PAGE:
Sir Alex Ferguson and Arsene Wenger are the two longest-serving managers in the English Premier League. In a competition where even the highest achievers are dismissed after 3 years, their longevity is a testament to the level-headed policies of their clubs and their ability to adapt themselves to the changing environment in the Premier League.
In my view these two have firmly established themselves as legends in English football management and while it may not be obvious now, what they have achieved stands at a par with the likes of Ramsay, Clough and Shankly. As such, it’s interesting to note how similar and yet how different these two men are. This article takes a closer look at the two managers and their methods, and in the end you are welcome to offer your thoughts on their management skills.
Please note that we’re not here to discuss their current league situations or future transfer targets, only their managerial careers in England.
Ferguson v Wenger – Masters of Consistency
At various times of their managerial careers at Arsenal and Manchester United the methods and transfer strategies used by these managers has been called into question.
When Roman Abramovich arrived at Chelsea, Manchester United had just won the Premier League title. For the next 3 years United took a backseat as Arsenal (2004) and Chelsea (2005 and 2006) stormed to comprehensive title wins. During this time Manchester United also suffered in Europe, and both Ferguson’s transfer policy and his playing tactics (away from home and especially when playing in Europe) were roundly criticised.
Ferguson stuck to his guns, refining United’s playing style to a point where they reached the Champions League semi-finals in 2006-2007 and won the Champions League in 2007-2008, going unbeaten through the group stages. The principles hadn’t changed, but the players at his disposal had learned to adapt themselves to what was asked of them.
And after experimenting in the transfer market (Djemba-Djemba and Kleberson, take a bow), he returned to the basics and what worked best for him and since 2005 his transfer record has been near-impeccable.
As Ferguson’s United was recovering and adapting, Arsene Wenger’s Arsenal were unraveling post-2004. To his credit Arsene Wenger has consistently followed his own tactical principles that have served him so well over the years, and more often than not it’s the players’ inability to adapt to the requirements as opposed to the tactics that’s the problem.
In transfers Wenger’s record is fantastic – Clichy, Adebayor, Walcott, Nasri – players good enough to earn a first-team berth anywhere across Europe, and we haven’t even gotten to Fabregas yet. He buys who he knows will fit the bill at Arsenal, no knee-jerk panic buys for him, and given Arsenal’s problems in recent months and especially seeing the panicking at West Ham, Newcastle and Tottenham (to name a few), it’s a commendable attitude.
Alex Ferguson – Man of Character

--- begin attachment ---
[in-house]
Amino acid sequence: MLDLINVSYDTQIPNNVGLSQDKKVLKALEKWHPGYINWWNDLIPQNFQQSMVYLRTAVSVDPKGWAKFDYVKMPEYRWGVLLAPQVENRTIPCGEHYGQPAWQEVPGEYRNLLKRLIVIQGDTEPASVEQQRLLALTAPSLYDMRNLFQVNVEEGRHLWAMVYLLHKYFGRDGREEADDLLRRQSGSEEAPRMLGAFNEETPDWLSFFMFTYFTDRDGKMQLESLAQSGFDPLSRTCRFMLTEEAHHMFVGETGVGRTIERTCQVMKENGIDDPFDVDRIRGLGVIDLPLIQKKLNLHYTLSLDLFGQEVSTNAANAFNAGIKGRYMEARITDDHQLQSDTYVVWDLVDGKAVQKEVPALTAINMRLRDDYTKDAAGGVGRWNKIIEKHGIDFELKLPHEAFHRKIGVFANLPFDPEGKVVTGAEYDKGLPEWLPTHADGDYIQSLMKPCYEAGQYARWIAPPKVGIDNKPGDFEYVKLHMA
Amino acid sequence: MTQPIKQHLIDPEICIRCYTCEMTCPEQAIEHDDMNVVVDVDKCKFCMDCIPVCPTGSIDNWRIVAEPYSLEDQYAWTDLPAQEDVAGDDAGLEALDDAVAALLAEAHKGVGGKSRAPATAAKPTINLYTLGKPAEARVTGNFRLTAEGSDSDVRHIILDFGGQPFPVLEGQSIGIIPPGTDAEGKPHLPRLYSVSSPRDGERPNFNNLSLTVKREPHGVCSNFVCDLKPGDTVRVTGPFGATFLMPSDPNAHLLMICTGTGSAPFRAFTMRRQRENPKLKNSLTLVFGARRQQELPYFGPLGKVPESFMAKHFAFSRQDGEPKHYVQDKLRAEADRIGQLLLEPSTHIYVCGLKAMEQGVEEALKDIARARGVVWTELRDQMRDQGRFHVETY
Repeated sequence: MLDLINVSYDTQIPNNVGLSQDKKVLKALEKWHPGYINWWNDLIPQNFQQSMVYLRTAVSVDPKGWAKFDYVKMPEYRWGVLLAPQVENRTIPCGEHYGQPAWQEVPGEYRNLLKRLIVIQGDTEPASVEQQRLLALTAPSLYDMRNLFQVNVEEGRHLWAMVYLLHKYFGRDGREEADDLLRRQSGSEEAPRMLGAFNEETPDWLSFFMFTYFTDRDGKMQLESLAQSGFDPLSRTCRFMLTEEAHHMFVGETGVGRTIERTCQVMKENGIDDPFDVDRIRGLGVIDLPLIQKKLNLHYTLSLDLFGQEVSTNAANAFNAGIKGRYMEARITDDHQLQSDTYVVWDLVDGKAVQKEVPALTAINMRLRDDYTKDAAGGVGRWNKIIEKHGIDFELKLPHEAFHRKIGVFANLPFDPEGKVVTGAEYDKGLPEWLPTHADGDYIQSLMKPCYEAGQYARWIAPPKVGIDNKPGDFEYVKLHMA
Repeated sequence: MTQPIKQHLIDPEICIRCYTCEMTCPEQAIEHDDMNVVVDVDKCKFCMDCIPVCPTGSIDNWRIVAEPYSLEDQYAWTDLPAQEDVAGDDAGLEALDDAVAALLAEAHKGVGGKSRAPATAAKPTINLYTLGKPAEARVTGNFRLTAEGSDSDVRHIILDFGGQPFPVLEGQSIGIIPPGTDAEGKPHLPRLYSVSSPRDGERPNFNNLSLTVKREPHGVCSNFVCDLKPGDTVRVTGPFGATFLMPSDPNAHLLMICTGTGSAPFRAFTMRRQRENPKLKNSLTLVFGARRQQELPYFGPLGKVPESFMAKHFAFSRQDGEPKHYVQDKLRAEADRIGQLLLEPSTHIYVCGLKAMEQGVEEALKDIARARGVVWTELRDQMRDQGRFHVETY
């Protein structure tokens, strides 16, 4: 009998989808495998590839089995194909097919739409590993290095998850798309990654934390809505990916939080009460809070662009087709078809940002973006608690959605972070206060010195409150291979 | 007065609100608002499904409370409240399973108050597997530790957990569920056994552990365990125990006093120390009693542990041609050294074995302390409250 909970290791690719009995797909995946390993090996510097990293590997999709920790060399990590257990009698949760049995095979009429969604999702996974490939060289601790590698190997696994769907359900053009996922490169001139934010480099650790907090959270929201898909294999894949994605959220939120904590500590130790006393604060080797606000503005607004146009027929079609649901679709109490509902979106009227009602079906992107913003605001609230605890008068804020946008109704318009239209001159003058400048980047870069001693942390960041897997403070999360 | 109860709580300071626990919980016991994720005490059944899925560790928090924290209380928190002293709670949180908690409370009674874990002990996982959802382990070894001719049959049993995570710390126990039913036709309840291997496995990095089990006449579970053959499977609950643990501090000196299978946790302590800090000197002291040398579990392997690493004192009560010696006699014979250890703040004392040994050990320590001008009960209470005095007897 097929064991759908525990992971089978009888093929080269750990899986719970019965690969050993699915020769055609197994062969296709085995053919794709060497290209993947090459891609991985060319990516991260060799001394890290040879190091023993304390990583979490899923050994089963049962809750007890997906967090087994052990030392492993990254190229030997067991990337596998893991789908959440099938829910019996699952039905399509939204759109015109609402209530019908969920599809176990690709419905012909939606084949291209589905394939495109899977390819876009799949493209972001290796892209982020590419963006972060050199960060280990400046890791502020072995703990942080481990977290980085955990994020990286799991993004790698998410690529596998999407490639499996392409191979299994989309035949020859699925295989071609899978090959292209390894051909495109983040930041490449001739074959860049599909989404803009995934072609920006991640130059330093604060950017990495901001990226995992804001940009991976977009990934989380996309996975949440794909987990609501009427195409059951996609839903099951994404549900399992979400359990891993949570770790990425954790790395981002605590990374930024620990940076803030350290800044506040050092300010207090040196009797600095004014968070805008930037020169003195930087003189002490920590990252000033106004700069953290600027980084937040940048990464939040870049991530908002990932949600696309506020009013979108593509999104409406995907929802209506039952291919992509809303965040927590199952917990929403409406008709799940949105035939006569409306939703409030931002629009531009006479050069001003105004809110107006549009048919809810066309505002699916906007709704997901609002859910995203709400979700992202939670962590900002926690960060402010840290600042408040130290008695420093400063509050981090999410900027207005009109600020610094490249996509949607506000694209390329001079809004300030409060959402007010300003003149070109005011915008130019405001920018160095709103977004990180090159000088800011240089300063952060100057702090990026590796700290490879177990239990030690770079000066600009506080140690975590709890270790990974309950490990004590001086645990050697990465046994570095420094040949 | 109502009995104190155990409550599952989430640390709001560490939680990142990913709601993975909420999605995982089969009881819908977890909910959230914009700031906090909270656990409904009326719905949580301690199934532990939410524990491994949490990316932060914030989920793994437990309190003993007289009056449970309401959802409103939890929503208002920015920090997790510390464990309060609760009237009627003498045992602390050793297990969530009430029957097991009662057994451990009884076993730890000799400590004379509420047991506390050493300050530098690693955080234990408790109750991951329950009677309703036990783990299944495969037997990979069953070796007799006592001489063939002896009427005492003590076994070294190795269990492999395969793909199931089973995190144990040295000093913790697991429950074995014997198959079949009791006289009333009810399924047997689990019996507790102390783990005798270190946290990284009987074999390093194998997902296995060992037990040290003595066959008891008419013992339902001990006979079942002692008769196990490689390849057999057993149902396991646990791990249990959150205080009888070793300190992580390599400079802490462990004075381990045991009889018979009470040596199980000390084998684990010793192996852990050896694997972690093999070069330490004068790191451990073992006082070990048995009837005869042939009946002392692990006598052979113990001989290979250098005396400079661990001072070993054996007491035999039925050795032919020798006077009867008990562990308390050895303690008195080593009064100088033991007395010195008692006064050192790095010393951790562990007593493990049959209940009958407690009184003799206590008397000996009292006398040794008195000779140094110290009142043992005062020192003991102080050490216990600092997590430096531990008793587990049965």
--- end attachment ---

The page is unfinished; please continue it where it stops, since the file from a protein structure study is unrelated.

The hallmark of Alex Ferguson’s team has been their fighting spirit and indomitable will, showcased perfectly in that memorable Champions League win in 1999. While playing ability is a close second, character definitely tops Ferguson’s list of important player attributes.
If you have any doubts, you only have to look at the current makeup of Manchester United, and his transfer signings in recent years as well as his choice of captains during his tenure at Manchester United. From Robson and Keane to his persistence with the likes of O’Shea, Park and Fletcher to his choice of first-team players in Vidic, Rio, Evra, Ronaldo, Rooney, Tevez, Nani and Anderson, the teams at Manchester United are winners first and footballers second.
There is a problem with this approach, of course. At times Manchester United have visibly lacked playing ability on the pitch and in the squad with the gaffer preferring to use players with the ‘Manchester United attitude’ as opposed to players who might actually win them a few tough games. His loyalty to his players has also seen him lose out to some of the brightest young talent in the UK in recent years with both Bale and Ramsey heading to London for first-team football.
Arsene Wenger – Man of Talent
Wenger’s teams have won the most lavish praise across Europe (and possibly the world) for playing ‘beautiful football’ – a cliche but it encapsulates Wenger’s philosophy perfectly. Arsenal teams under Wenger have made technical ability and talent their domain, and merged with Wenger’s ability to instill self-belief and confidence in his players this is a frightening combination for any opposition (from Chelsea to Sheffield to Milan).
Age and experience are not the main issue here, nor is transfer spending. Instead, the emphasis on talent over character can lead to the club not having enough fighters to turn to during hard times – you need match-winners like Nasri but you also need fighters to balance the team spirit and outlook.
Ferguson and Wenger – Legends
Manchester United and Arsenal have a lot of ground to make up on Chelsea and Arsenal this season but that should not detract from the wonderful management careers these two legends of English football have had in leading their clubs. Today we might dismiss Ferguson and Wenger after a couple of bad seasons as ‘has-beens’ but only after they are gone, when we look back at their decades of winning trophies, the blind backing of their players, the criticism of referees, the occasional sniping and of course, the brilliant football they’ve given us – only then will we truly appreciate what the game is missing.
Messrs Ferguson and Wenger – you have done far more for football than the likes of Blatter and Scudamore and Platini (post-playing days) and Triesman. You gave us exciting football, you made us fall in love over and over again and your efforts have brought more fans to the game than any other manager of your era. Thank you.